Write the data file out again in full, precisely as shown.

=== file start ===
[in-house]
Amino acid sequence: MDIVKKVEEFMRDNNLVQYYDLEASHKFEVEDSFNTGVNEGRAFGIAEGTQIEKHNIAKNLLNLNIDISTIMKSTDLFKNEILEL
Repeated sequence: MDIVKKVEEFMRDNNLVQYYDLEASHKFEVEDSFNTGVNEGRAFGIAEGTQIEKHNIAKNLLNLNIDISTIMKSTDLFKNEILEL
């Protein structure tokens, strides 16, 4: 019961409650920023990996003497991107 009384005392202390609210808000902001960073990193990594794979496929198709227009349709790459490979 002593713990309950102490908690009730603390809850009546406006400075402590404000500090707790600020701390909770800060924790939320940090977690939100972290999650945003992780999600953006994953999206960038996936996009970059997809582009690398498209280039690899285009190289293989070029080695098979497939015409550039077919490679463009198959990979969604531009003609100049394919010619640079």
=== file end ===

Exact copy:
[in-house]
Amino acid sequence: MDIVKKVEEFMRDNNLVQYYDLEASHKFEVEDSFNTGVNEGRAFGIAEGTQIEKHNIAKNLLNLNIDISTIMKSTDLFKNEILEL
Repeated sequence: MDIVKKVEEFMRDNNLVQYYDLEASHKFEVEDSFNTGVNEGRAFGIAEGTQIEKHNIAKNLLNLNIDISTIMKSTDLFKNEILEL
């Protein structure tokens, strides 16, 4: 019961409650920023990996003497991107 009384005392202390609210808000902001960073990193990594794979496929198709227009349709790459490979 002593713990309950102490908690009730603390809850009546406006400075402590404000500090707790600020701390909770800060924790939320940090977690939100972290999650945003992780999600953006994953999206960038996936996009970059997809582009690398498209280039690899285009190289293989070029080695098979497939015409550039077919490679463009198959990979969604531009003609100049394919010619640079």